Tim Farley is a computer security analyst for a major technology company in Atlanta, Georgia as well as a writer, podcaster and lecturer. He is known among skeptics for his website What’s the Harm?, which catalogs the real-world consequences of irrational beliefs via documented cases.
Since building What’s the Harm?, he has written on technology issues of interest to skeptics at his Skeptical Software Tools blog. There he has advocated skeptic online best practices and explored crowdsourcing as a skeptical technique. His writing and presentations on this topic led to the creation of the Guerrilla Skeptics on Wikipedia project, which he sometimes advises.
Other projects of his include a collection of daily Skeptic History facts (seen on social media, in an iPhone app and in Skeptical Inquirer); the Skepticism Conventions Guide, an ongoing calendar of multi-speaker skeptic conventions, workshops and symposia worldwide; and Ignite Skepticism, a set of lightning talks presented at DragonCon Skeptrack.
As a computer security professional, he has helped create industry leading security software, and has trained others in reverse engineering and ethical hacking. His work has resulted in three U.S. Patents.
He has written for publications such as Skeptical Inquirer, NetWare Solutions, LAN Magazine, PC Techniques and Windows Developer Journal. He’s contributed material to several books and regularly contributes to the Skepticality podcast and the Virtual Skeptics webcast.
Past presentations include:
- “You are the Future of Skepticism on the Internet” from TAM2012
- “Adapting and Evolving in an Era of Internet Misinformation.” This talk addresses how skeptics need to constantly change the techniques they use online in the face of algorithmic changes and the reactions of others. We need to find new roles that are unique to the Internet ecosystem and that best suit our targets for outreach.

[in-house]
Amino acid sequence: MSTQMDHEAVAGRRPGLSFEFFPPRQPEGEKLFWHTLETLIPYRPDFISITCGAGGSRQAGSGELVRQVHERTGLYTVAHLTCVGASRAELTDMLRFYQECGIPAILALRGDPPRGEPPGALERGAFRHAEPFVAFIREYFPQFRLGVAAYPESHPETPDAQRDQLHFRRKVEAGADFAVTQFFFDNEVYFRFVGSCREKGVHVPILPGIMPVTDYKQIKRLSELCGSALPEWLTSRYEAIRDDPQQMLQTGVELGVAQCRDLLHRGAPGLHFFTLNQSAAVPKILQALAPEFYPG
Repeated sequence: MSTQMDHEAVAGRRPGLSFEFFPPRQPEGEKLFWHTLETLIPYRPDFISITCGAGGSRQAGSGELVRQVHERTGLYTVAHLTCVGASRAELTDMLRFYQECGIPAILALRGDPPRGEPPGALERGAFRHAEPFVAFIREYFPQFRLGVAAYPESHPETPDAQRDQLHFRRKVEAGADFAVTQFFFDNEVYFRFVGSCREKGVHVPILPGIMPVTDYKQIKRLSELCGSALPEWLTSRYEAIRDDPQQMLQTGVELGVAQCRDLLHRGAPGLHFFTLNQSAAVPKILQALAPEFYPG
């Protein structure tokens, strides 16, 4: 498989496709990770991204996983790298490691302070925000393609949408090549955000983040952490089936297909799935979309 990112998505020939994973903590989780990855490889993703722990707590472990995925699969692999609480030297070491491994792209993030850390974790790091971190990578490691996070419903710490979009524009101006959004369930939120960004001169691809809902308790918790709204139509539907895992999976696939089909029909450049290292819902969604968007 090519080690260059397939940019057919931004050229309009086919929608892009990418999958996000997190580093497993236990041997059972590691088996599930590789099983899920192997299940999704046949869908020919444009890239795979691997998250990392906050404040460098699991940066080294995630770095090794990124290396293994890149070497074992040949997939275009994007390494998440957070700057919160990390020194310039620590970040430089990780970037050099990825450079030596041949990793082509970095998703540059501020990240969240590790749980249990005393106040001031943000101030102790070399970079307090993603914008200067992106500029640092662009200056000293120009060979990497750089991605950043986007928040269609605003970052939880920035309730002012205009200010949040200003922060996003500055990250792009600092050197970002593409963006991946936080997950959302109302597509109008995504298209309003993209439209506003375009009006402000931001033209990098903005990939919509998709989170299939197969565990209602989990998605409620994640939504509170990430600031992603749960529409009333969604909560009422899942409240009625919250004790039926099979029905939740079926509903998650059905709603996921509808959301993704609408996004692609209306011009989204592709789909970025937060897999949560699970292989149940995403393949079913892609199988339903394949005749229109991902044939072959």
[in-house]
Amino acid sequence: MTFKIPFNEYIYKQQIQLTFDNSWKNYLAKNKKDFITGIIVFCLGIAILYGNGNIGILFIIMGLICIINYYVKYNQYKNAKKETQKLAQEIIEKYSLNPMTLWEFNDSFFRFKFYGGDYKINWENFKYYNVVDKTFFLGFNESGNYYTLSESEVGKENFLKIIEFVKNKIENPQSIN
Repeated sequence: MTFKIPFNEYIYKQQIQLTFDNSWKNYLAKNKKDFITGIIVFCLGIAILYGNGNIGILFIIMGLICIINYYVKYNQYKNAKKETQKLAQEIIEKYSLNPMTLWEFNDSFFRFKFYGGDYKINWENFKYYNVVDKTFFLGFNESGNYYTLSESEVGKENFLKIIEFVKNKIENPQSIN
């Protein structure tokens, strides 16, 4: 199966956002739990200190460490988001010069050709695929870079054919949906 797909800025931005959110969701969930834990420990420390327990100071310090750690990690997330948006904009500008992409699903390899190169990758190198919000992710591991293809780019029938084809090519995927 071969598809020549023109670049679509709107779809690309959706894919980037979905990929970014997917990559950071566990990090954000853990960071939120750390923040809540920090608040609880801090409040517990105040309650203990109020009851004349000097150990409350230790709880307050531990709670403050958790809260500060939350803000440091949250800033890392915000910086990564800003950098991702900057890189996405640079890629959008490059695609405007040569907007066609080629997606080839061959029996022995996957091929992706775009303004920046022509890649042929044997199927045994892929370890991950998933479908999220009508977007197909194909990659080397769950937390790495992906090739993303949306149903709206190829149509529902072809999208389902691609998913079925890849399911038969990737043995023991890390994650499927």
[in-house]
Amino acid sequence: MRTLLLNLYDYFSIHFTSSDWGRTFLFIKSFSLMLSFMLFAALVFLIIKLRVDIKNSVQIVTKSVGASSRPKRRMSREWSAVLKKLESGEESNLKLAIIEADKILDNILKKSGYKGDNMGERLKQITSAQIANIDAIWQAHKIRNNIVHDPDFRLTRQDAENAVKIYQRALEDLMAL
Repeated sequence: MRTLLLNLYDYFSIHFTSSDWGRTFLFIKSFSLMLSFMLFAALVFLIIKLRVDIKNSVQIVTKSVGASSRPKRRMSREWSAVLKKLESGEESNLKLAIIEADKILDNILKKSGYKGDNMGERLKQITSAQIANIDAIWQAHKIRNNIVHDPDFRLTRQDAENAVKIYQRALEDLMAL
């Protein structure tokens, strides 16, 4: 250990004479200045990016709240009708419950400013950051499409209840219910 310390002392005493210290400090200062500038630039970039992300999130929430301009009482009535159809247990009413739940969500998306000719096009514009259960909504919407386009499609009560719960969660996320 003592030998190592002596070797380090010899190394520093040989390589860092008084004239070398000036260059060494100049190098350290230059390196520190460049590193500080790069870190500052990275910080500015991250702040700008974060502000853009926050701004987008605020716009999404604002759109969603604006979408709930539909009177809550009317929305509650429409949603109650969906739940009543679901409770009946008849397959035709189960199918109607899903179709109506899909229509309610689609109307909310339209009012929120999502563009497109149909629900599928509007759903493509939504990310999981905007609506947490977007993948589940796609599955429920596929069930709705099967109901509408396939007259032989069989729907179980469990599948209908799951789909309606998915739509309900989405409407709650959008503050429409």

- “Secrets of Skeptic History.” While researching his daily skeptic history facts, Tim has encountered numerous interesting stories, anecdotes, coincidences and parallels. This talk goes over some of his favorite stories including how a bad speech in Congress created a word skeptics use every day, the biography of an early 20th century physicist skeptic could easily have been one of the Mythbusters, and more.
- “The Ninjutsu of the Internet-Savvy Skeptic” is a catalog of interesting online tools that can be used like weapons against misinformation by skeptics who take the time to properly understand them.
- “You Are the Future of Skepticism on the Internet” is a rallying cry for skeptics to redirect their efforts online away from pointless arguing and mischief, and toward new crowdsourcing techniques. It also laments a key instance where skeptics completely missed out on lobbying for legislation that was in our best interest.
- “Promoting Skepticism on Wikipedia” is an introduction to the environment and rules of the well-known crowdsourced encyclopedia, and makes the case that skeptics should spend time editing it.
- “One Year of Harm” is the story of the creation of the What’s the Harm website and how it went from a half baked idea to a major skeptic online resource in less than a year.
Subtopics: Paranormal & fringe-science claims, Pseudoscience
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